The dollar stood tall over the languishing euro and heavily sold exporter currencies on Wednesday, as investors reckoned with a deepening economic fallout from the coronavirus.
The new coronavirus has caused 2,004 deaths in China and infected more than 74,000 people, while measures to contain it have paralysed the economy and the supply chains it feeds.
Apple Inc has warned it will probably miss its March quarter sales guidance amid disrupted production and shopping habits. Car makers are idling plants for lack of parts.
The yield curve between US three-month bills and 10-year notes inverted overnight, a bearish economic signal, and German investor confidence slumped as its economy stagnates, sending the euro cheaper than $1.08 for the first time since 2017.
"The market is trying to model itself on coronavirus and it's struggling really hard to understand how that goes and that's pushing capital in to the US," said Chris Weston, head of research at Melbourne brokerage Pepperstone.
"The US remains that least-dirty T-shirt, the best house in a fairly shabby-looking neighbourhood. As a destination for capital, it's still the light that you look for."
Against a basket of currencies, the greenback is sitting by a four-month high at 99.452. It touched a one-week high against the Australian and New Zealand dollars overnight.
Both Antipodean currencies are heavily exposed to China, and both have lost roughly 5% against the dollar this year . Norway's krone, sensitive to the global growth outlook via oil exports, has shed 6% in 2020 and slumped to an 18-year low overnight.
The euro has fallen 3.7% amid increasing signs of divergence between the European and US economies.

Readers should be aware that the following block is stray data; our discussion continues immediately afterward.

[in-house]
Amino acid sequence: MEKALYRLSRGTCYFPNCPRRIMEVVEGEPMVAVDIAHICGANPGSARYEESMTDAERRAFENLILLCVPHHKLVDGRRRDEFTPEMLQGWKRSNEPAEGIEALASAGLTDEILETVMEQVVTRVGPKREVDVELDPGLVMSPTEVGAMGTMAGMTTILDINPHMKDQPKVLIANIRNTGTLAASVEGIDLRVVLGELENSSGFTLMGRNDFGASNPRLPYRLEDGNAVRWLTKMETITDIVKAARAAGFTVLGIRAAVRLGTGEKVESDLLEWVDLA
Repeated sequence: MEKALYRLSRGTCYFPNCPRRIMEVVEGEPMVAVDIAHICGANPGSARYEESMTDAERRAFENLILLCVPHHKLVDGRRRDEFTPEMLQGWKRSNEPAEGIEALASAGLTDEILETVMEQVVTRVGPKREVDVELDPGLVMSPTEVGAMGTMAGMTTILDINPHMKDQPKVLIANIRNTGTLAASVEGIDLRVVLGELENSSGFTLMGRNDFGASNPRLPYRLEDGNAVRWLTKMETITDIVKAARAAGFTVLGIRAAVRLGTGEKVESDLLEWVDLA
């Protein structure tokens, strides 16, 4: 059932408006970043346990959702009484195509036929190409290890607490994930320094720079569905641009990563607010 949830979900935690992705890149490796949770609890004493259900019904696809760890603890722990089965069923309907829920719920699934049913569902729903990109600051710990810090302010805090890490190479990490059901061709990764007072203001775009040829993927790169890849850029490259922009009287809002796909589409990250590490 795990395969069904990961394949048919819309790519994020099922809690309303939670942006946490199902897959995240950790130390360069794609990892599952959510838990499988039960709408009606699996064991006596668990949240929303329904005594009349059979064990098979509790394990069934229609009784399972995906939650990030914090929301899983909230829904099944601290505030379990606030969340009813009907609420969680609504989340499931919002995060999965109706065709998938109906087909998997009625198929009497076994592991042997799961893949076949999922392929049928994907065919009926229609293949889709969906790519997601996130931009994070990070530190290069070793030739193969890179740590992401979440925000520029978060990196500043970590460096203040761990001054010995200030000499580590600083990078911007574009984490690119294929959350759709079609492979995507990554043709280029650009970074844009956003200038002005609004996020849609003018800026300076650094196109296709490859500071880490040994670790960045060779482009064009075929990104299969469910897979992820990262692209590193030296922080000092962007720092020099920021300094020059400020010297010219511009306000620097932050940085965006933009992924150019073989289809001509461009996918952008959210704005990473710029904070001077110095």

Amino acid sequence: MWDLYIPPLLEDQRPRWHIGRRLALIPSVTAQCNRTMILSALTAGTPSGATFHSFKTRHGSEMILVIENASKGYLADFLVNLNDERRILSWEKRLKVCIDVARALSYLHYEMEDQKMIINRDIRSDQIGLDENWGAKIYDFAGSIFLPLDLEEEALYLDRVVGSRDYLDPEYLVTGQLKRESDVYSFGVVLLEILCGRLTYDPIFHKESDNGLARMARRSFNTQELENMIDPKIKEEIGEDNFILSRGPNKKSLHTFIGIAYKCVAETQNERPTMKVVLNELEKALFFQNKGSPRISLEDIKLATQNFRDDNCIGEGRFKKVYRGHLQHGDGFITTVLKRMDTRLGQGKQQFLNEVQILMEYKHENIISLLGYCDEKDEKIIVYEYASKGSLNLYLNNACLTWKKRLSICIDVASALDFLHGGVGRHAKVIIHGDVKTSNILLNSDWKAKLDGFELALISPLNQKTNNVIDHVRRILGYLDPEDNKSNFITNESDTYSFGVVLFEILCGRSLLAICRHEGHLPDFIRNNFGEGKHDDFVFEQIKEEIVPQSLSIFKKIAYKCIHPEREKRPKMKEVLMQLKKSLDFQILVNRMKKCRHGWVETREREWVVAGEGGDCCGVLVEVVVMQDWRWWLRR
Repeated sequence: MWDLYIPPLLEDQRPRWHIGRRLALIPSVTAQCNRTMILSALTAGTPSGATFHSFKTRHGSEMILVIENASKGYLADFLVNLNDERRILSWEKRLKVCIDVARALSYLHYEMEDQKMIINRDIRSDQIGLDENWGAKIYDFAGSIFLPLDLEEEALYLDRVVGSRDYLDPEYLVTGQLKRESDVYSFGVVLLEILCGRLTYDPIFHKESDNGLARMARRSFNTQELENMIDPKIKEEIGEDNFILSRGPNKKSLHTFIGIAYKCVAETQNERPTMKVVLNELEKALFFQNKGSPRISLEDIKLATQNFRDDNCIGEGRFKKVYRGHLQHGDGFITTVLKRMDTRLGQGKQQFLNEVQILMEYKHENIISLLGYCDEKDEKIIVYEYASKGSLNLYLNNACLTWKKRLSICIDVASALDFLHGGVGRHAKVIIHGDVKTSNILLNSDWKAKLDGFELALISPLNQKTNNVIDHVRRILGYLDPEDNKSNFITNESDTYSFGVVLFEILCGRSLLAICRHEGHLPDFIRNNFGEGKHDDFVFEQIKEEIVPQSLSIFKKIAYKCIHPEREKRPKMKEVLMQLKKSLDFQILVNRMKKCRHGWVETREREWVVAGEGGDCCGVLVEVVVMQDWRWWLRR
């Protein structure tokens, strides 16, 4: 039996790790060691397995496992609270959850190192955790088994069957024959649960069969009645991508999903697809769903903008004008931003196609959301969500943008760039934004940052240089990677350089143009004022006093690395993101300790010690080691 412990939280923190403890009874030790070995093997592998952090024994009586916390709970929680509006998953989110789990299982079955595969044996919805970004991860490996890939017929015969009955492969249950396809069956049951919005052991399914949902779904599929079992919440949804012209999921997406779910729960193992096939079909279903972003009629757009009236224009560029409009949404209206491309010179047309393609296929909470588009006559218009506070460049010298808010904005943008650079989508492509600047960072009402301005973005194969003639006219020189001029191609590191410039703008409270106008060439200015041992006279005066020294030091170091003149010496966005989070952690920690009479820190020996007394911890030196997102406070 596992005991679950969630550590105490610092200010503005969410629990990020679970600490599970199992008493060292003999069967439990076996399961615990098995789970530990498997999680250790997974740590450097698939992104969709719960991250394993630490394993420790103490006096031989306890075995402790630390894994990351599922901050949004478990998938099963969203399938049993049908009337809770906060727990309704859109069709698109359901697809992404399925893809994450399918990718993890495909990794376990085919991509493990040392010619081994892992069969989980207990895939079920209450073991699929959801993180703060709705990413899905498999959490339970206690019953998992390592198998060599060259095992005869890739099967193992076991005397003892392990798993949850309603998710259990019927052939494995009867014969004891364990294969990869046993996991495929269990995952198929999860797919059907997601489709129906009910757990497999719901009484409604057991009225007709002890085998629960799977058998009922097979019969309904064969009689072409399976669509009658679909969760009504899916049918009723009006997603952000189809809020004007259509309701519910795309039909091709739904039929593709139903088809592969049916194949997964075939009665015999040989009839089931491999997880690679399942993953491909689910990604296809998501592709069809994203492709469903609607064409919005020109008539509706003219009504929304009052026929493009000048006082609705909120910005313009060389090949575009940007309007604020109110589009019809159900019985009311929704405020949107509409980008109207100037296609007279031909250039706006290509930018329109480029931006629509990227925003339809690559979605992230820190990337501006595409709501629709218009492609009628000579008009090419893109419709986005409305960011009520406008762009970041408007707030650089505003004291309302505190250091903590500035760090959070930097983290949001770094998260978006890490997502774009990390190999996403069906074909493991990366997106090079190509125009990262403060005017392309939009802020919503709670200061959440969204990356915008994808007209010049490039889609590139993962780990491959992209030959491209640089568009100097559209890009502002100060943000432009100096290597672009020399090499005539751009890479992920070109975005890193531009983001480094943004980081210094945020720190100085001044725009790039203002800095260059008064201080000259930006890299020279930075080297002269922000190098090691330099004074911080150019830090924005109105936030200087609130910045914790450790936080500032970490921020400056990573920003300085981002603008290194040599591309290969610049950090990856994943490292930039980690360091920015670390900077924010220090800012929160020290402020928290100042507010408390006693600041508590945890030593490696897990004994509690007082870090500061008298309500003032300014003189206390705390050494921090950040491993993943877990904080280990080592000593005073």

The single currency last bought $1.0796. Moves in major currencies were slight in morning trade.
China says figures indicating a slowdown in new cases in recent days show the aggressive steps it has taken to curb travel and commerce are slowing the spread of the disease beyond central Hubei province and its capital, Wuhan.
That has not stopped worries mounting, with hedge funds turning to proxies from railway movements to port activity and air pollution to try and gauge how much production remains offline.
Gold is sitting above $1,600 an ounce for the first time since US-Iran tensions in the Middle East sent it spiking in early January. Priced in euros, gold's value jumped almost 2% to a record high overnight.
Investors are looking to the minutes from the Federal Reserve's January meeting, due to be released at 1900 GMT, for insight in to the Fed's thinking about virus risks.
European purchasing managers index numbers and part-month Korean export figures, both due on Friday, are also going to be closely watched for the first hard signs of economic impact.
"We assess the risks are firmly skewed towards the negative effects of COVID-19 lasting longer," Nomura analysts wrote in a note, using the World Health Organisation's designation for the illness caused by the coronavirus.
"Therefore, we maintain our cautious view through positions in long USD/THB, long USD/CNH, long USD vs GBP, NZD and long AUD/NZD."
China's yuan was last steady at 7.0017 per dollar in offshore trade.